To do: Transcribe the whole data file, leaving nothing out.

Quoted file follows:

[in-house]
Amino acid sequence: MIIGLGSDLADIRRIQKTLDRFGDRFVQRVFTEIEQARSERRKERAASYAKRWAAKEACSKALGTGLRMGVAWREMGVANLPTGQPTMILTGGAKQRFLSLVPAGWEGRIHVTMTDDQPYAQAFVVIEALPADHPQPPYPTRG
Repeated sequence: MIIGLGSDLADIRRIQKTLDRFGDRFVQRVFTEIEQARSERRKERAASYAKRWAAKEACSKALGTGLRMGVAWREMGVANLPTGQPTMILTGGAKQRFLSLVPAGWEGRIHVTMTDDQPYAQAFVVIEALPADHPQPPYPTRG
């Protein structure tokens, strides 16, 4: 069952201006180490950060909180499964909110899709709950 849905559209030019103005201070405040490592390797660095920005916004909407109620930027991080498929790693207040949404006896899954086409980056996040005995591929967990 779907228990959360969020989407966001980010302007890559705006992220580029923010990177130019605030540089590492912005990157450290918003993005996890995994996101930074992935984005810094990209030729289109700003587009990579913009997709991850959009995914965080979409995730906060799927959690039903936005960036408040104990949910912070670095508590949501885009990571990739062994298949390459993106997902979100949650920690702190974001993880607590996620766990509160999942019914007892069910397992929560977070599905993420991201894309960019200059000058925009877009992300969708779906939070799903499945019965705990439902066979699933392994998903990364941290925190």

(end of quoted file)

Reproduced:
[in-house]
Amino acid sequence: MIIGLGSDLADIRRIQKTLDRFGDRFVQRVFTEIEQARSERRKERAASYAKRWAAKEACSKALGTGLRMGVAWREMGVANLPTGQPTMILTGGAKQRFLSLVPAGWEGRIHVTMTDDQPYAQAFVVIEALPADHPQPPYPTRG
Repeated sequence: MIIGLGSDLADIRRIQKTLDRFGDRFVQRVFTEIEQARSERRKERAASYAKRWAAKEACSKALGTGLRMGVAWREMGVANLPTGQPTMILTGGAKQRFLSLVPAGWEGRIHVTMTDDQPYAQAFVVIEALPADHPQPPYPTRG
């Protein structure tokens, strides 16, 4: 069952201006180490950060909180499964909110899709709950 849905559209030019103005201070405040490592390797660095920005916004909407109620930027991080498929790693207040949404006896899954086409980056996040005995591929967990 779907228990959360969020989407966001980010302007890559705006992220580029923010990177130019605030540089590492912005990157450290918003993005996890995994996101930074992935984005810094990209030729289109700003587009990579913009997709991850959009995914965080979409995730906060799927959690039903936005960036408040104990949910912070670095508590949501885009990571990739062994298949390459993106997902979100949650920690702190974001993880607590996620766990509160999942019914007892069910397992929560977070599905993420991201894309960019200059000058925009877009992300969708779906939070799903499945019965705990439902066979699933392994998903990364941290925190």